9. Ensure staff don’t miss out on knowledge transfer opportunities whether it be training, coaching and job opportunities just because they are not in the office or workplace 5 days a week. Where you wish to address any performance issues, it is vital to keep in touch to build skills and confidence. Regular coaching and one-on-ones can be conducted live online using tools like Microsoft Teams or Zoom. Miscommunication and misinterpretation are more common online and it is important to recognise the value of making the time to travel and engage in face-to-face dialogue.
10. Create opportunities for the team to all come together in one place and ensure time spent together is efficient. Some staff may have to alter their normal arrangements, say for child-care or drop off and pick-up of children, to come in for a team meeting, so ensure it is productive and their effort in changing their routine is worthwhile. Discuss and agree what type of team social activities can work for people.
11. Agree on your team methods of communication and how you will know where people are, say in case of a problem needing their input or an emergency. The use of shared calendars and/or online tools can be great for this. What are the boundaries around people being contacted – when is it too late or too early? What constitutes “time pollution” or “over-working”? Agree service standards for how quickly emails or texts might be answered to avoid frustration and misunderstandings.
Marana has been supporting clients with “Working Flexibly for People Leaders” and “Working Flexibly for Teams” workshops delivered face-to-face and Live Online. We’ve seen that when flexible arrangements are in place and work well, everyone benefits.
Other sites for reference: https://www.safeworkaustralia.gov.au/covid-19-information-workplaces/industry-information/general-industry-information/working-home
Stephen Bevan of Lancaster University did research as part of ‘Work After Lockdown’ in the UK and discusses his findings, He found among other things that 90% of people reported the same productivity in lockdown as before, however there were some mental health impacts of working remotely which will need addressing. (Remote working: why some people are less productive at home than others – new research (theconversation.com).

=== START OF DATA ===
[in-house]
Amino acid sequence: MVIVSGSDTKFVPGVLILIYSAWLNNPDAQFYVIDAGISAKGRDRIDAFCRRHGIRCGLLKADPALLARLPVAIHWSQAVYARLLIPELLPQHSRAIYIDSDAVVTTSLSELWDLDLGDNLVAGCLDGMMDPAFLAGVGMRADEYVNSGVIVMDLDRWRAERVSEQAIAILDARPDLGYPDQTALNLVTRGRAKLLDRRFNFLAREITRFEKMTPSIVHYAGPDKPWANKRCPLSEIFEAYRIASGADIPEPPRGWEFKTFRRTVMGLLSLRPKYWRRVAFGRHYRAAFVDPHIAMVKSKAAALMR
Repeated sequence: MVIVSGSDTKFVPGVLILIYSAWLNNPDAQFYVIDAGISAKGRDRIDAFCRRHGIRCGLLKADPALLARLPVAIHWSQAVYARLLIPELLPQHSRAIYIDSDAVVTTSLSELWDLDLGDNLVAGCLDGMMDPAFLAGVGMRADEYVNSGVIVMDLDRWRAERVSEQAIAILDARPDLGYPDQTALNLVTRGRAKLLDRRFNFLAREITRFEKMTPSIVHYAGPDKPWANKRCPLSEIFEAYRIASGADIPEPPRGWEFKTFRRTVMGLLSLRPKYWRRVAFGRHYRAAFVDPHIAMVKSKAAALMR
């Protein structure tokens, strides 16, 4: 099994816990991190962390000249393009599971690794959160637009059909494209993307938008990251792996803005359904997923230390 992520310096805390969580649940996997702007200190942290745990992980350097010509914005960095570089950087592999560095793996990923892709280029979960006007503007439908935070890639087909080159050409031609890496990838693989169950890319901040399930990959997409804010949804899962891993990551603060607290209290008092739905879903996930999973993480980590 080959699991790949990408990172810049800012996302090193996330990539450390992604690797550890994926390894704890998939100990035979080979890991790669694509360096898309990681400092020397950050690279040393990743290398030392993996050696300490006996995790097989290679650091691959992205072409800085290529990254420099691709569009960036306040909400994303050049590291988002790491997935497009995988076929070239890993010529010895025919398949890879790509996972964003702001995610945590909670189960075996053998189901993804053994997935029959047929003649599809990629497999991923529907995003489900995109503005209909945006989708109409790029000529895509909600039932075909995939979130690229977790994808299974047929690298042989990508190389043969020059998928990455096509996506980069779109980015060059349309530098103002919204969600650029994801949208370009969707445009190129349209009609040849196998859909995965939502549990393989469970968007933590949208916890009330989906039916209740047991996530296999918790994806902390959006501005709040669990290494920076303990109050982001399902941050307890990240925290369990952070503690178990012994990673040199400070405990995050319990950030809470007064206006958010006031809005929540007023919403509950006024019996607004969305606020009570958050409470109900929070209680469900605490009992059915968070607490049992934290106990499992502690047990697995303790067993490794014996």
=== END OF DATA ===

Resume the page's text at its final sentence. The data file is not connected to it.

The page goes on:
What have been the main issues organisations have had to manage in dealing with the COVID-19 pandemic?
Most organisations were able to adapt to the challenges exceptionally well. This was, in the most part, attributed to collaborative leadership and a willingness from staff to learn and adapt quickly. In the early days of the pandemic, we received some calls from clients, checking in and we were a sounding board for some. Hearing how they were facing the challenges was inspiring especially in regional areas of NSW, where clients were in the midst of dealing with the aftermath of bushfires and floods.
Leading up to COVID-19, some State Government clients were moving towards flexible ways of working in agile shared spaces and were negotiating the hurdles that this change presented. COVID-19 created some sense of urgency facilitating a faster transition. A positive outcome for organisations and their staff.
We work with organisations who have staff predominantly working in the front-line interacting with customers. At an organisational level, clients were having to navigate the government guidelines which were changing regularly. Staff were then having to quickly adapt their interactions to ensure both physical and psychological safety, whilst also having to enforce regulations, deal with non-compliance issues and manage customer expectations.
Whilst everyone was digging deep, the challenges were more evident around October. People Leaders were expressing their concerns that they and their staff were exhausted. Then in December, with the second wave, lockdown and restrictions, people had to cancel much needed holiday breaks. This has presented some challenges in early 2021. Some staff are still very fatigued and are finding it hard to “switch-off” in a constant “switched-on” culture.
What advice do you have in terms of skills needed by employees to thrive in the current work environment?
Policy and process development will be important for organisations to develop comprehensive strategies to define what flexible and or agile working tangibly looks like. Clear policies and guidelines on the options available to staff are essential. It is important that People Leaders collaborate and facilitate how to make flexible working conditions support the needs of the team and the individual. It will also be important for staff to be clear about performance expectations and what over servicing / working might look like to support staff well-being.